June 19, 2020, marks 155 years since enslaved people in Texas learned from the arrival of Union soldiers that slavery was abolished two years earlier, but due to the current protests of police violence against Black people and systematic racism, this feels like the first year that the holiday has caught national attention in white media (FINALLY). Companies throughout the country have now declared that their offices will be closed in acknowledgment of the day, and others have provided learning opportunities for their employees.
But many people don’t even know what this date means. School Library Journal’s research shows that most educators don’t include this day in their curriculum. “People are never going to celebrate something they barely want to admit happened,” Ruby says on ABC’s Blackish. Our own SGO polling revealed that 94% of community members didn’t learn about this day in school, and 75% have never seen it represented in popular media.
We’ve declared this a holiday for our company, and not just this year- it will be a paid holiday going forward (along with Election Day). It is critical that we support Black members of our community and our team. This means recognizing that the 4th of July only celebrates freedom for some groups and not for all. We recognize that until we have liberation for all, none of us are free. We acknowledge that our society must continue to work for freedom and justice for all members of our society.
Just because it hasn’t been a federal holiday to date doesn’t mean we can’t use our power as employers to support this, and to take this action to highlight racial injustice. As a team, we’re taking the time to use this day as a day of observance and reflect on the work we still have to do. Whether or not you have Juneteenth off, we’ve compiled a few ways you can join us in marking this day:
Reparations: It’s a big topic with a lot of information, and even more misinformation out there. Take some time to learn more about what different visions of reparations look like and share that information. CodeSwitch recently had an episode on this topic, and the Ta-Nehisi Coates article in The Atlantic is always a great place to start.
Watch Juneteenth in popular media: The fourth season premiere of Blackish was one of the first times Juneteenth was featured in a primetime sitcom. And not only did Kenya Barris use the opportunity to educate, he brought it to the masses in a musical that’s worth more than one watch. Juneteenth also serves as the backdrop in the episode “Still… because of slavery” on his new Netflix show, #BlackAF. You can also watch the Juneteenth episode of Atlanta, or the PBS series, Juneteenth Jamboree.
It might feel uncomfortable at first to acknowledge the shameful history of this day. Use this day to lean into the work of moving toward racial justice. Share what you’ve learned with others. Bring it back to your communities, work places, and families, and don’t let the truth about Juneteenth be forgotten again after this moment in time passes.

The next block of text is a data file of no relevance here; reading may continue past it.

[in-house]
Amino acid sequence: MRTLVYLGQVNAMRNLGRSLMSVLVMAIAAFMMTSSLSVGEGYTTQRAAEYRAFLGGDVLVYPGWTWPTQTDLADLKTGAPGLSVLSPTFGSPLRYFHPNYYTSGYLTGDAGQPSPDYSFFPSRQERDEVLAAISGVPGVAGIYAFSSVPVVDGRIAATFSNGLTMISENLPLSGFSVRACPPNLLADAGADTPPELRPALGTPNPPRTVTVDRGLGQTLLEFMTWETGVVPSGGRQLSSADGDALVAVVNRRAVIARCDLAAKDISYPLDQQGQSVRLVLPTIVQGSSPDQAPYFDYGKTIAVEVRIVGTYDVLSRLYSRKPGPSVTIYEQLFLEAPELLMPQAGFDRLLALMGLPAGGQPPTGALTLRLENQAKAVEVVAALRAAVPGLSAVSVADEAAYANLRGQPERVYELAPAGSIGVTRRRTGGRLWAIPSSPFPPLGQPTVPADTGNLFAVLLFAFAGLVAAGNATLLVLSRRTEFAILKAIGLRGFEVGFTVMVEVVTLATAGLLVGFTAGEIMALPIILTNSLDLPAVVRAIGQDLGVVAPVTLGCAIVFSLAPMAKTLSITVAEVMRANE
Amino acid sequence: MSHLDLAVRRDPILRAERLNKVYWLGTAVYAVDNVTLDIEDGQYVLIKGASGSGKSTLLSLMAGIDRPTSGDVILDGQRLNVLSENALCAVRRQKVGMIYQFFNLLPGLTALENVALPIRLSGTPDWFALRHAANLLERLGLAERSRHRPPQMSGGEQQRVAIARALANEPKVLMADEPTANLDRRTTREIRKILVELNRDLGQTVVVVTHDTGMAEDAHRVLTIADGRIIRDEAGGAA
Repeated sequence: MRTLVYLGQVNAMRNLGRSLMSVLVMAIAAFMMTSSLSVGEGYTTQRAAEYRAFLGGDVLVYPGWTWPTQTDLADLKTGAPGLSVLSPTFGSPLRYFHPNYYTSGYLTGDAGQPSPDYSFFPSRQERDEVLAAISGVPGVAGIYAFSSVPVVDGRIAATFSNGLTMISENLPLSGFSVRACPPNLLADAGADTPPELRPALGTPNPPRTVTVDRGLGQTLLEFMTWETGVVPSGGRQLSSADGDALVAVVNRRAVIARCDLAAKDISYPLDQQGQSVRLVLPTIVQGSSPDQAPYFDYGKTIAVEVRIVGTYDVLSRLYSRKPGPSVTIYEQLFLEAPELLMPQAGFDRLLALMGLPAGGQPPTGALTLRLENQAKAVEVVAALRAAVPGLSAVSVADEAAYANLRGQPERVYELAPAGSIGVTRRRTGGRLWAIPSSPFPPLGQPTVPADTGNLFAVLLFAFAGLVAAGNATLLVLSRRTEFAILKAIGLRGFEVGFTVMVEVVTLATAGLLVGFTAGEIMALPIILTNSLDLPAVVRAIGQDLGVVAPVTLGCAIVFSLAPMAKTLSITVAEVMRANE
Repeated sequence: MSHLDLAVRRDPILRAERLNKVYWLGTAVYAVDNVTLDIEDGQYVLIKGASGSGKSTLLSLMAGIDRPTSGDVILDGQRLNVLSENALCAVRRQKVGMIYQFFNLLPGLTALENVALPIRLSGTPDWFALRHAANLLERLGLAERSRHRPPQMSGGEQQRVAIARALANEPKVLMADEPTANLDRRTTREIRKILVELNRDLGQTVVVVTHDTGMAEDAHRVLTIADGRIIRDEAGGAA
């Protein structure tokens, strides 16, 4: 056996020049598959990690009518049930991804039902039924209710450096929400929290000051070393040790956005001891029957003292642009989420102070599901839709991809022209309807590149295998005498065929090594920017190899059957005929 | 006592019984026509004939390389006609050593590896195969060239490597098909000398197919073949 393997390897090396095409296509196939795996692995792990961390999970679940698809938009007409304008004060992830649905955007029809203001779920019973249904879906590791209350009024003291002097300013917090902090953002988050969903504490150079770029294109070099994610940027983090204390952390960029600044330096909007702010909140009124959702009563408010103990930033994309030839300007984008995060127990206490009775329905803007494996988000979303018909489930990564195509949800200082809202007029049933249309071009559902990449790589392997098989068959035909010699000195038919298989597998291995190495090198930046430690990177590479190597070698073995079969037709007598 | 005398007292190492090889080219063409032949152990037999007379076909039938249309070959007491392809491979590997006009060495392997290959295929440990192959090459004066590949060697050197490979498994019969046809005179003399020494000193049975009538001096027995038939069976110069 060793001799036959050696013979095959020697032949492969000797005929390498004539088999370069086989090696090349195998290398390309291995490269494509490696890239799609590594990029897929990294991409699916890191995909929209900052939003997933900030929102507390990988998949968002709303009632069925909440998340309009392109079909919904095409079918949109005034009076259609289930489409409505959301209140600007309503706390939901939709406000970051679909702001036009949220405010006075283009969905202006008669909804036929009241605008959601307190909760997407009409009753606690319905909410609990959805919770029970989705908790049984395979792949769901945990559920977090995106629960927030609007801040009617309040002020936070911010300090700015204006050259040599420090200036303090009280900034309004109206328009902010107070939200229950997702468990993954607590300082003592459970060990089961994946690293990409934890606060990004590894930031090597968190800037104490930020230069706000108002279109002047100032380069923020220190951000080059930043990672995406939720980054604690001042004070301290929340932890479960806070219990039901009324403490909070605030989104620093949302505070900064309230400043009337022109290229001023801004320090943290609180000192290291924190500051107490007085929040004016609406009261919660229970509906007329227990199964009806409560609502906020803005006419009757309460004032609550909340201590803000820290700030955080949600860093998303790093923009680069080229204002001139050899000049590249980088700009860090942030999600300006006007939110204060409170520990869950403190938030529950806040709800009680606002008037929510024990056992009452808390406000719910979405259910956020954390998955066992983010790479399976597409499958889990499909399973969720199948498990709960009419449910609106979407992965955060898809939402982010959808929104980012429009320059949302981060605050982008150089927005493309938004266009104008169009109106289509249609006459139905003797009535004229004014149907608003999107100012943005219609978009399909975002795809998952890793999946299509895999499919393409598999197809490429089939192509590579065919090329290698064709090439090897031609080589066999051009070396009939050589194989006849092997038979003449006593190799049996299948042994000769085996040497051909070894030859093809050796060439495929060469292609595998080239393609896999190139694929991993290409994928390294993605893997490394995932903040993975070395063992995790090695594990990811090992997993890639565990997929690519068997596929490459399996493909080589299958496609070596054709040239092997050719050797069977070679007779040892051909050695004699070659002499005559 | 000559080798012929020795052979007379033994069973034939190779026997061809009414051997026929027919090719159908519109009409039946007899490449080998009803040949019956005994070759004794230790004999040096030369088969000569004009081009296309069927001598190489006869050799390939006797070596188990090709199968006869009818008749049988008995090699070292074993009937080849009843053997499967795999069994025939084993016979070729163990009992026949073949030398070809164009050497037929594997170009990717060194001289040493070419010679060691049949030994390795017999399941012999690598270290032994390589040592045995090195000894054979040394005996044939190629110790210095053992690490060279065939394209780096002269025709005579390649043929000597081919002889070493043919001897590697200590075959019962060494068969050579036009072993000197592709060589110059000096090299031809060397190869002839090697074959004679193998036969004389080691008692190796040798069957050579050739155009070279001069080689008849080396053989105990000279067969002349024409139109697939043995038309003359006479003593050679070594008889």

Sign the petition: As of June 18, 2020, there are just over 300k signatures on the change.org petition asking Congress to make Juneteenth a national holiday. Sign and share, and let’s see if we can make that a million.
Be counted: Please. Make sure you’re registered to vote. Request your absentee ballot. Research candidates and campaigns that impact Black people in your communities and across the country and look into how you can support these campaigns. You can call voters right from your home, and you don’t even have to put your mask on. If you haven’t already done so, fill out the census questionnaire. Making your voice heard is one of the most important things you can do right now, and for some is a radical act.
Write a letter: While Juneteenth is technically recognized in 47 states, in many areas it’s not celebrated in a meaningful way. Write a letter to local officials asking for more local investment and recognition in the future. Ask your representatives to pledge their efforts behind more programming for years to come. Write to the White House or your presidential candidate and ask them to get behind making this an official holiday.
Donate your money: There are many organizations putting resources toward serving Black communities and fighting systemic racism. Here’s a short list below, or you can research other organizations doing work that is meaningful to you. Don’t have the budget? Time is money too. Look for volunteer opportunities:
Eat at Black restaurants: Many seem to be forgetting, but we’re still in a pandemic, and restaurants can use your help. If you’re thinking about getting takeout this weekend (or honestly, any day, it doesn’t have to just be now!), look to support a Black owned restaurant near you. Download the app eatOkra and search over 2,500 Black owned restaurants nationwide.
Shop Black owned businesses: Get a jump start on your back to school or holiday shopping, and support Black business owners. There are so many great databases of incredible businesses, check out Official Black Wall Street for one. We’ve also listed a few of the She+ Geeks Out team’s favorite shops below. Or check out one of the Black women and other marginalized genders artists featured in our roundup, and order some prints for someone you love (maybe that someone is yourself!)